- Science as Art 2018-19 Winners
- Science as Art 2017-18 Winners
- Science as Art 2016-17 Winners
- Science as Art 2015-16 Winners
- Science as Art 2014-15 Winners
- 2015 Grand Prize Winner - Sidney Krandall
- 2015 People’s Choice Award – Ashley Miller
- 2015 Best in Digital Rendering – Stephanie O’Neil
- 2015 Best in Photography – Tyler Sandberg
- 2015 Best in Sculptural/3D – Daniel Sharp
- 2015 Best in Literary – Preeta Gupta
- 2015 Best in Painting/Drawing – Ashley Miller
- 2015 Honorable Mention - Victoria Essex
- 2015 Honorable Mention - Darian Razdar
- 2015 Honorable Mention - Carlina Duan
- 2015 Honorable Mention - Brenda Shih
- Science as Art 2013-14 Winners
As I was walking along the corridors of East Hall, I noticed a particular picture on the wall: it was picture of neurons at the microscopic level. I noticed how similar a neuron was to the structure of a tree. To me, the branched nature of the neuron dendrites were like tree roots, the axon was like a trunk, and the axon terminals were like branches. I was inspired by the beautiful design of the neuron and wanted to showcase it into a painting.
I used acrylic paint, watercolor, and ink to create the artwork. To start, I used a green background to suggest Mother Nature and life. The colorful splatter dots were added to produce a sense of magic. Finally, I arranged the neurons in a row to create a forest setting. All combined, my goal was to evoke a sense of wonder about the natural world by depicting the neurons as trees. I hope viewers will be able to appreciate the neuron both as a vital mechanism to maintain life and also as a beautiful organic design.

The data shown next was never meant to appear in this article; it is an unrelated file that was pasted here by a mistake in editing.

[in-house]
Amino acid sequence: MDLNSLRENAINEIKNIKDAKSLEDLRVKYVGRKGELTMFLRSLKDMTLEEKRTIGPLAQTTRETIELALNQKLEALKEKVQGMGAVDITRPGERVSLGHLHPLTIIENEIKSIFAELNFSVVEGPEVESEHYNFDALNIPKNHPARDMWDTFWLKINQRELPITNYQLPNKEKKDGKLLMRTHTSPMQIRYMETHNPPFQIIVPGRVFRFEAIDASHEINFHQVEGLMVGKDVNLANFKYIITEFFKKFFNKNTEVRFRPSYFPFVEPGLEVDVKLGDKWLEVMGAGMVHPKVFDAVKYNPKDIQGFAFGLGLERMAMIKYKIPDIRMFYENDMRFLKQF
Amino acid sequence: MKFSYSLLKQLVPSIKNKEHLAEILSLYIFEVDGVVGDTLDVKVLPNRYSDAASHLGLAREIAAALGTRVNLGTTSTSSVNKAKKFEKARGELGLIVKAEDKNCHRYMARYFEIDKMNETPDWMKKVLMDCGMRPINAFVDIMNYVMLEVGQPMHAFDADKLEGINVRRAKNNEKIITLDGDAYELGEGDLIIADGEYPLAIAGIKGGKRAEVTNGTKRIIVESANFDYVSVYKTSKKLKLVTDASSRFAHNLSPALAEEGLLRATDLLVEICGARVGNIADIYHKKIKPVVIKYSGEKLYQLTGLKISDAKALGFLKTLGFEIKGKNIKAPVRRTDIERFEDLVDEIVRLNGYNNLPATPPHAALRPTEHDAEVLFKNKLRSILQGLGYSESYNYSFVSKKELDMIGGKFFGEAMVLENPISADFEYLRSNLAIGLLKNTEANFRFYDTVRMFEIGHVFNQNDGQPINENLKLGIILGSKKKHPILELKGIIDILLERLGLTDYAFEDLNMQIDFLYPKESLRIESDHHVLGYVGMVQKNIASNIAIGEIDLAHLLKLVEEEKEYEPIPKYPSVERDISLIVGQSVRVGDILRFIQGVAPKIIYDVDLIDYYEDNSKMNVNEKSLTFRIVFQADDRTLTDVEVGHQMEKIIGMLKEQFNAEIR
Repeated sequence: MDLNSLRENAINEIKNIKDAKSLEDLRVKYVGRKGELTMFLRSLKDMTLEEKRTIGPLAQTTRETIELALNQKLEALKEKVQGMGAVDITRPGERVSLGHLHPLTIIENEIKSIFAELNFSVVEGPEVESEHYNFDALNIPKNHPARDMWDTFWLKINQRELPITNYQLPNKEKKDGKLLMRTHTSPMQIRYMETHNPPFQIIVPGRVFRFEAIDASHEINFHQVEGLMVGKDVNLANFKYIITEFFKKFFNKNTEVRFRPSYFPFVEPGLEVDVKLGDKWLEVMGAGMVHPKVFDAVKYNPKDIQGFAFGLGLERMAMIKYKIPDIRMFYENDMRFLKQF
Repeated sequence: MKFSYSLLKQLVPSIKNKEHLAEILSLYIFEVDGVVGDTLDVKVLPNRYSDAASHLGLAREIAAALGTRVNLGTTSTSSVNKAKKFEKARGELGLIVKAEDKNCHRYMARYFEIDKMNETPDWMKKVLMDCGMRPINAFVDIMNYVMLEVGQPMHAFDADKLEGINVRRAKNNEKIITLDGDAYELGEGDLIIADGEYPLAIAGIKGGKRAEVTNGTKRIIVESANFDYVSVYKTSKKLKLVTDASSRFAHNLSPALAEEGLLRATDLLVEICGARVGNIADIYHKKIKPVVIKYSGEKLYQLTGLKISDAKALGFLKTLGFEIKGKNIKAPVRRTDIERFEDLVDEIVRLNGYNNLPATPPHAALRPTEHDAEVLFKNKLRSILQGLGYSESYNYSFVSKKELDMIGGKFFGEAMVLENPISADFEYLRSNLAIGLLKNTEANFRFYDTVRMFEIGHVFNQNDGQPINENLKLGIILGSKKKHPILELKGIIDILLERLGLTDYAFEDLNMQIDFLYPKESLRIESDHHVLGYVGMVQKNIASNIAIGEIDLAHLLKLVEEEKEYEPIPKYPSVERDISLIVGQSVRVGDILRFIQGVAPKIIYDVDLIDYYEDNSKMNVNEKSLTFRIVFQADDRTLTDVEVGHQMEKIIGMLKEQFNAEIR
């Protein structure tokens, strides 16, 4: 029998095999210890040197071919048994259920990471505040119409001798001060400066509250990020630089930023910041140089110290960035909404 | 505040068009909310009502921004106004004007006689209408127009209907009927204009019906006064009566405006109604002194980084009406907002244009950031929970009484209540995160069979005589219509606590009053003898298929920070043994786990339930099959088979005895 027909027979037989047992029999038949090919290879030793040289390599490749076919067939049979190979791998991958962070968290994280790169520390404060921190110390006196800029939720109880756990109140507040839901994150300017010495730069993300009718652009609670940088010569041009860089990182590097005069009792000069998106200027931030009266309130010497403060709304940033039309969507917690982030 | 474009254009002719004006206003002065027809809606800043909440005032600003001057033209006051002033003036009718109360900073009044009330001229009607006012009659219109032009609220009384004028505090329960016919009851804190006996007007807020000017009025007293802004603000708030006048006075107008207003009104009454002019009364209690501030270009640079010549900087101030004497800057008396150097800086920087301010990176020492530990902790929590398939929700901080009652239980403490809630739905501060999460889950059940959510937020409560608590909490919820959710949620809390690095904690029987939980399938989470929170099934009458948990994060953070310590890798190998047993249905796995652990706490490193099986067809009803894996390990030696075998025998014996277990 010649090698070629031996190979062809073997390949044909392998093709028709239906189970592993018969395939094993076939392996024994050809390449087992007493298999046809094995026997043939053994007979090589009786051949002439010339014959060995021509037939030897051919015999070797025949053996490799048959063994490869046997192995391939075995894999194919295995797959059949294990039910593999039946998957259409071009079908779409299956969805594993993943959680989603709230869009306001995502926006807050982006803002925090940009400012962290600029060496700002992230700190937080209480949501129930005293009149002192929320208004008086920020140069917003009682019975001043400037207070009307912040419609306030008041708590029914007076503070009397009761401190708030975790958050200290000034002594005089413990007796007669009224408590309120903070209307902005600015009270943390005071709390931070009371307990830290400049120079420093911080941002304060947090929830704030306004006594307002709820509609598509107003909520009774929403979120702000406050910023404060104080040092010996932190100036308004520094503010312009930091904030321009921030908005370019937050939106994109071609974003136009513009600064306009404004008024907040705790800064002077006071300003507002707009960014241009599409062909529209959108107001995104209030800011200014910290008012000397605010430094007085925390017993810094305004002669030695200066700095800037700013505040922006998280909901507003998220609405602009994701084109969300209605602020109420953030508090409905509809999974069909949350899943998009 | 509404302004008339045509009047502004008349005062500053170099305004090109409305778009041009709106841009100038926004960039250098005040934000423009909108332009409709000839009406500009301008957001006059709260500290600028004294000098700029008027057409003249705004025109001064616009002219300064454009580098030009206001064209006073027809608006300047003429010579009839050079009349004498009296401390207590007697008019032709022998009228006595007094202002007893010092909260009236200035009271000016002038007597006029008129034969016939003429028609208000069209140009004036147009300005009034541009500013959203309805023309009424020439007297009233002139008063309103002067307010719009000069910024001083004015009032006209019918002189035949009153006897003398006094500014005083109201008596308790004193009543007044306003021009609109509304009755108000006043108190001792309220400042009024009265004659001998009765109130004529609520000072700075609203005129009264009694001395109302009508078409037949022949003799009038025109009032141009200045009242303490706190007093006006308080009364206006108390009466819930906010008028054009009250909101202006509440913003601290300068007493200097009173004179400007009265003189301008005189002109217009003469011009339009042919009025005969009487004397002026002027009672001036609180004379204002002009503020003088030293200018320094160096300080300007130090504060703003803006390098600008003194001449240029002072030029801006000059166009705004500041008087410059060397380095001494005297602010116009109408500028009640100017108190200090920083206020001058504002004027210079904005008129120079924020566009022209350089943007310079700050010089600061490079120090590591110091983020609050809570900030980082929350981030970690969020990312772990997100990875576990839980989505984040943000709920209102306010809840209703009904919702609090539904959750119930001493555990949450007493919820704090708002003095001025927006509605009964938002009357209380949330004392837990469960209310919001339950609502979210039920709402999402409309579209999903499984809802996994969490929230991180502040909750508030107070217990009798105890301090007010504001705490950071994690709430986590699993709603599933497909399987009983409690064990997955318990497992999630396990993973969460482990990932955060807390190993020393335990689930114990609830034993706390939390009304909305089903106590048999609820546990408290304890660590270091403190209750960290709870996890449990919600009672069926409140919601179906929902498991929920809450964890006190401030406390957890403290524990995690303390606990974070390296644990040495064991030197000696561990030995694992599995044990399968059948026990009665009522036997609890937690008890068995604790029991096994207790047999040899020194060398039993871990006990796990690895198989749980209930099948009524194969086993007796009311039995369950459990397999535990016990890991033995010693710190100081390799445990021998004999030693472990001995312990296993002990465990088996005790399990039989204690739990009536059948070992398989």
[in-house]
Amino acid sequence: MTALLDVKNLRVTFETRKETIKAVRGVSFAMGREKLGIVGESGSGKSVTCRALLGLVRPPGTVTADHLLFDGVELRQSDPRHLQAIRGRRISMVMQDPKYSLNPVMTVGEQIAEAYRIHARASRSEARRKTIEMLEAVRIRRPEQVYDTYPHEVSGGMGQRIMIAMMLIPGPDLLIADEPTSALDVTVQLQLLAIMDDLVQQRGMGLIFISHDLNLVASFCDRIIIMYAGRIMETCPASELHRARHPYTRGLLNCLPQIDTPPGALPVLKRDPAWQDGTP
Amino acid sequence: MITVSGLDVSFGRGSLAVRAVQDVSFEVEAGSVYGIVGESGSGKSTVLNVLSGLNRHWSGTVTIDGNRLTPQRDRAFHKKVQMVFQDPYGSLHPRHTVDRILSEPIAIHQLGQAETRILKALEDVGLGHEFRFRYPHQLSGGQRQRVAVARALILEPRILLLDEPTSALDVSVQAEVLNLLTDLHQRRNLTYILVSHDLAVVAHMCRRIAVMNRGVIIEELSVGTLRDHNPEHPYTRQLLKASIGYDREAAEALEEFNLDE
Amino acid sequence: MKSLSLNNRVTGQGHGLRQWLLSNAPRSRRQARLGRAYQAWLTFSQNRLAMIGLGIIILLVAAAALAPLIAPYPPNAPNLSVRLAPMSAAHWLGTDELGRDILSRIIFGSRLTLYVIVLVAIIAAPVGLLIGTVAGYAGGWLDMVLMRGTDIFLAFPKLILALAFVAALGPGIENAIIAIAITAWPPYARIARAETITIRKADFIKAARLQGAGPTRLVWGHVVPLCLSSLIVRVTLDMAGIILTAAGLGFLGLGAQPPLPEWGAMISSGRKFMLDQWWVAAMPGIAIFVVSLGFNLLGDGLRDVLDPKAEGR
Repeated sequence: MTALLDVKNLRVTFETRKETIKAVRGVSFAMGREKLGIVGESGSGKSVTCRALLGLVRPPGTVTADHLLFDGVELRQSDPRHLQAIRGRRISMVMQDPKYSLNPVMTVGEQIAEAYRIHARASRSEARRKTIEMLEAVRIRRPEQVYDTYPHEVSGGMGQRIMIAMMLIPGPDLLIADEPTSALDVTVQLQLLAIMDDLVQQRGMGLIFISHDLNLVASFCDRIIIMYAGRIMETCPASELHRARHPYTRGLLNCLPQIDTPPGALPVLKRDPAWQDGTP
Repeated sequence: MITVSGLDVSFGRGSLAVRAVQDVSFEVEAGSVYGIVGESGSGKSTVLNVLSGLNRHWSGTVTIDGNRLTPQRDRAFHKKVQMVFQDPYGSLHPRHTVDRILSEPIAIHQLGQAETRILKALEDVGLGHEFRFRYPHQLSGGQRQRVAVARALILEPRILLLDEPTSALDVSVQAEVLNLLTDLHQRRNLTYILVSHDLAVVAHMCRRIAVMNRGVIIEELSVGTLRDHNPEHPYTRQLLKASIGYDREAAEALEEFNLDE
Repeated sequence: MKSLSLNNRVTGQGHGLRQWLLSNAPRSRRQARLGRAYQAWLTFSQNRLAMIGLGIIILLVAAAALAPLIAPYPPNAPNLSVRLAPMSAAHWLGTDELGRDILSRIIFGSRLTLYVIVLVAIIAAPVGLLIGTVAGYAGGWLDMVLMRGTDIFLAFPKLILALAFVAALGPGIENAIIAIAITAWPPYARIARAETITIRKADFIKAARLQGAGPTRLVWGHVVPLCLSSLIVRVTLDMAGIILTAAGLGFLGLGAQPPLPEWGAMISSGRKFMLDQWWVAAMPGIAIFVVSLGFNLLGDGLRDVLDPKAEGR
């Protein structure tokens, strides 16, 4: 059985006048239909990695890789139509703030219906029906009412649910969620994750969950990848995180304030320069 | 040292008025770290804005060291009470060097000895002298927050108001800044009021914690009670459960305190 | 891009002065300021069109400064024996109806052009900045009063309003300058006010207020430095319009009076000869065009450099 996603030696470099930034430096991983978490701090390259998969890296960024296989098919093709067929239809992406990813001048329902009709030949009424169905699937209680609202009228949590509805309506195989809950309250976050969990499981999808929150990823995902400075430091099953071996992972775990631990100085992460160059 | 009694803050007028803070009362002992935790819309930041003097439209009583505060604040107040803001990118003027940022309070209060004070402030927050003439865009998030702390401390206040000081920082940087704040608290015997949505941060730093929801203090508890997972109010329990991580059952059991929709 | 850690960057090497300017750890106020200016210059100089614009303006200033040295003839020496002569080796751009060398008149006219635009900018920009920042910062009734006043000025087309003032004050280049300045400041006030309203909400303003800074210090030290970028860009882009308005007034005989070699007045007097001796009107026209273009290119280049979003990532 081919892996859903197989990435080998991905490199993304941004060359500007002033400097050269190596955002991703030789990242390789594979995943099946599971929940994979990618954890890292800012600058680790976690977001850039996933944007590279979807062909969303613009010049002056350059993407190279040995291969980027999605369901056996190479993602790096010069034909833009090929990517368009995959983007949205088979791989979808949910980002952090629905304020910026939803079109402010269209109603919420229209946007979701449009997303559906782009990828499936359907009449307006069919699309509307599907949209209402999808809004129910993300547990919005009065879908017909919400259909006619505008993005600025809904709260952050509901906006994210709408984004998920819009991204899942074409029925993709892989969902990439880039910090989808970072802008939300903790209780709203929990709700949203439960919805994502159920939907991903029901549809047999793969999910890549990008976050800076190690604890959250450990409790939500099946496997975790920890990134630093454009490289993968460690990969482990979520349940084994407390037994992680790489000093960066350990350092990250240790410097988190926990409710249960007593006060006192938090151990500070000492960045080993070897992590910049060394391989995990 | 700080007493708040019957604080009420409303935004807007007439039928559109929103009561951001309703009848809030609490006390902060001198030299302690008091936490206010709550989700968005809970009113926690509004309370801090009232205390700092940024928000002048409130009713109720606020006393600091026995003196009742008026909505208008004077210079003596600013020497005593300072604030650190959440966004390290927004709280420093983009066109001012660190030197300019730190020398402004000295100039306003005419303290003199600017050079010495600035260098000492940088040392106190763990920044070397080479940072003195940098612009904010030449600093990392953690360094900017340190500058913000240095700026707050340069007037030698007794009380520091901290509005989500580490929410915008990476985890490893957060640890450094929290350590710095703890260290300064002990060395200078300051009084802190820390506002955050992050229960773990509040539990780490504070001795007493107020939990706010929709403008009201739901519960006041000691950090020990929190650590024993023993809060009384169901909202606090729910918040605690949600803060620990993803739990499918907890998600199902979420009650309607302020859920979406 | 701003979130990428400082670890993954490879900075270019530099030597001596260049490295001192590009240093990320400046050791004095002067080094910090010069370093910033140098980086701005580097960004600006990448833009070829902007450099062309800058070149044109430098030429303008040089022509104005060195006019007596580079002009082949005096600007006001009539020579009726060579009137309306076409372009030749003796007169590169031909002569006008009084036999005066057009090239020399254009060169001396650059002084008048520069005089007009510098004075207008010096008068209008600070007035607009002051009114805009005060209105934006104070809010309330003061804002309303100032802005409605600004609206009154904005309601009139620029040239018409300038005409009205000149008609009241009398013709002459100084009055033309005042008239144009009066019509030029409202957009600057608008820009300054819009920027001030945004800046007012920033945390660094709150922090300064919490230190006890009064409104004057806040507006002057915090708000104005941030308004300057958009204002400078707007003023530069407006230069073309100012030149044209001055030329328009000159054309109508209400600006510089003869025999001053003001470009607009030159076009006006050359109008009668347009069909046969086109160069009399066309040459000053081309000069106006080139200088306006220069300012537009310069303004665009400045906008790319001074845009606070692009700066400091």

The type of neuron I chose for the painting was the pyramidal neuron, named after its triangular-shaped cell body. These neurons are generally found in the cerebral cortex, hippocampus, and amygdala. Two main functions for pyramidal neurons are motor control and cognitive ability. For me, it was fascinating to think of neurons as the cellular components crucial for our thoughts, actions, and perceptions. Even abstract concepts such as love and have a physical manifestation in neurons. Especially, I thought it was intriguing to think of neurons as the cellular component for everything we learn in the world, and that even our identities rely on neuronal circuits.
Finally, I titled the piece “Vitality” because I was inspired by the continuance of life during the course of winter. The painting reminded me of a wintery forest with barren trees. Although it seems as though the trees are dead, they are still alive underneath to reemerge in the spring. Overall, I wanted to emphasize the idea of life. That is, how trees survive the winter and how neurons are a vital component in life.